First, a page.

Then we moved to Rebecca Birch's action at another site and here, part of the nature of the residency started to reveal itself. To an extent I was learning about invisible links and histories, but we were also witnessing someone - the artist -learning and being shaped by this new environment, which I was witnessing in an environment that was new to me. That allowed a set of different responses and layerings which seemed specific to Blackrock, to where I was, and to move past preconceptions and into a particular engagement. And this seemed true of all the works that the residency had produced.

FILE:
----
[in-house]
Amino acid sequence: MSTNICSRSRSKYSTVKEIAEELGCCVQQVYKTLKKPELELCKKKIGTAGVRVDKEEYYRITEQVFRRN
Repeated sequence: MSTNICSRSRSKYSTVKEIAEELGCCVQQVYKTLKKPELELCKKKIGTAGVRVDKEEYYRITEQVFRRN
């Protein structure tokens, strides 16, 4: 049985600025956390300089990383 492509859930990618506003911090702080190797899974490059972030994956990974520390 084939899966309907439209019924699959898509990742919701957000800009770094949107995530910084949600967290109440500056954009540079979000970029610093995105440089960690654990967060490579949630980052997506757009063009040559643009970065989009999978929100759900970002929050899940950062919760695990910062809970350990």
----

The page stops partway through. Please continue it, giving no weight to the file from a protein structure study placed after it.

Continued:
Roy Voss had made multiple works. One had been on the publicity for the project, a wooden sign in front of a tumbling mass of rhododendron which read RIOT, but first we were taken to the village hall to see what he had done there. The hall had the strange aura of being between states, empty except for us, but being all set up for other people, a place of potential events. A bar with pumps for beer and cider. A polished floor. Here Voss had installed a painting of a large curtain that, when you moved around to see it, masked off part of the space. The curtain seemed to imply theatres that might take place, dances, meetings maybe, imagined exchanges and lives. But the fact that the curtain was painted suggested that perhaps this sense of imagined activity was indeed an illusion, that we might never know, or even intuit, the dramas, lives and exchanges of others. In doing this, Voss seemed to talk about what was happening outside the walls of the hall, as well as inside, in the Blackrock project and in the actions of our wider perception and viewing.